Introduction Otorhinolaryngology has always been considered a gender-neutral specialty, whereas in several other specialties, such as obstetrics, gynecology and urology, gender preference has been consistently shown by patients when choosing their treating surgeon. To date, no study has been performed to analyze whether this practice of gender preference is prevalent in otorhinolaryngology patients too.
Objectives To identify if gender preference exists in the field of otorhinolaryngology, specifically in its four subspecialties, namely otology, pediatric otolaryngology, laryngology and head and neck surgery.
Methods Patients attending our outpatient department were asked to complete a preformed proforma. The pro forma consisted of two parts, demographic details of the subjects and gender preference in the following subspecialties: otology, pediatric otolaryngology, laryngology and head and neck oncosurgery.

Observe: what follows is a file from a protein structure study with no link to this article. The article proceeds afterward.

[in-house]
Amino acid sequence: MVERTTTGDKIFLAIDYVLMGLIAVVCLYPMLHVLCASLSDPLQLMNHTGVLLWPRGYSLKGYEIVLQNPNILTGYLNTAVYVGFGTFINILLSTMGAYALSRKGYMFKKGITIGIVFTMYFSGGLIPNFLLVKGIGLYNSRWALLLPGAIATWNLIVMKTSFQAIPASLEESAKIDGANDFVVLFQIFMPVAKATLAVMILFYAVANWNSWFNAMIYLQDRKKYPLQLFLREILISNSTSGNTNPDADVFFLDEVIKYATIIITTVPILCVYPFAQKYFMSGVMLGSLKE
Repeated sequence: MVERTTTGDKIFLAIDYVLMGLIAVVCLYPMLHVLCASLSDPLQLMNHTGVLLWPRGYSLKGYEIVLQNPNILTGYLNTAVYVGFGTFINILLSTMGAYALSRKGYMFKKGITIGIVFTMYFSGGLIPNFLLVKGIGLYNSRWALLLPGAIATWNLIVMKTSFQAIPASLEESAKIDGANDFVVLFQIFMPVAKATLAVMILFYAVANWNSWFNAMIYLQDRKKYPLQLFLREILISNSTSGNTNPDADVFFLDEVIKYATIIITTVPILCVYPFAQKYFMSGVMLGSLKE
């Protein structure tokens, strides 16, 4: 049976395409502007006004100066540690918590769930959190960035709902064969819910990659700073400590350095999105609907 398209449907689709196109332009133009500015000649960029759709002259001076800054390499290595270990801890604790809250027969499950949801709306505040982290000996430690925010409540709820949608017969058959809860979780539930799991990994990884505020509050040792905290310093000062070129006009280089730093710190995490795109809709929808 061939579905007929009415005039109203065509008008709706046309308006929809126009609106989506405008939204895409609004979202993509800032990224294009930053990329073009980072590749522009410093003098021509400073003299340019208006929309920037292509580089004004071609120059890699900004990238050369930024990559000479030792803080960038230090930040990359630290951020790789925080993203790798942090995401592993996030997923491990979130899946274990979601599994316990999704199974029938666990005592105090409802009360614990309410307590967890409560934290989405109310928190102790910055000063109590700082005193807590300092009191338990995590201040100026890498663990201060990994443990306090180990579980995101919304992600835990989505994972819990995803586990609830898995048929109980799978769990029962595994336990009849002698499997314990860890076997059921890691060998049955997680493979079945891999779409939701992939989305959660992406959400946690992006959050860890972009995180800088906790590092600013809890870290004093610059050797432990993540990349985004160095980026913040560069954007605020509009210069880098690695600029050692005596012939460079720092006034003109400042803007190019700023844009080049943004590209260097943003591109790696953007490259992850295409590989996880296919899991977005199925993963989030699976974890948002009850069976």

Results A total of 1,112 subjects took part in the study, out of which 1,089 subjects were included in the final analysis. Female gender preference was highest in the field of pediatric otolaryngology, while male preference was highest for head and neck oncosurgery.
Conclusion Though otorhinolaryngology and head and neck surgery has been considered a gender-neutral field, subspecialties of this field show considerable gender preference.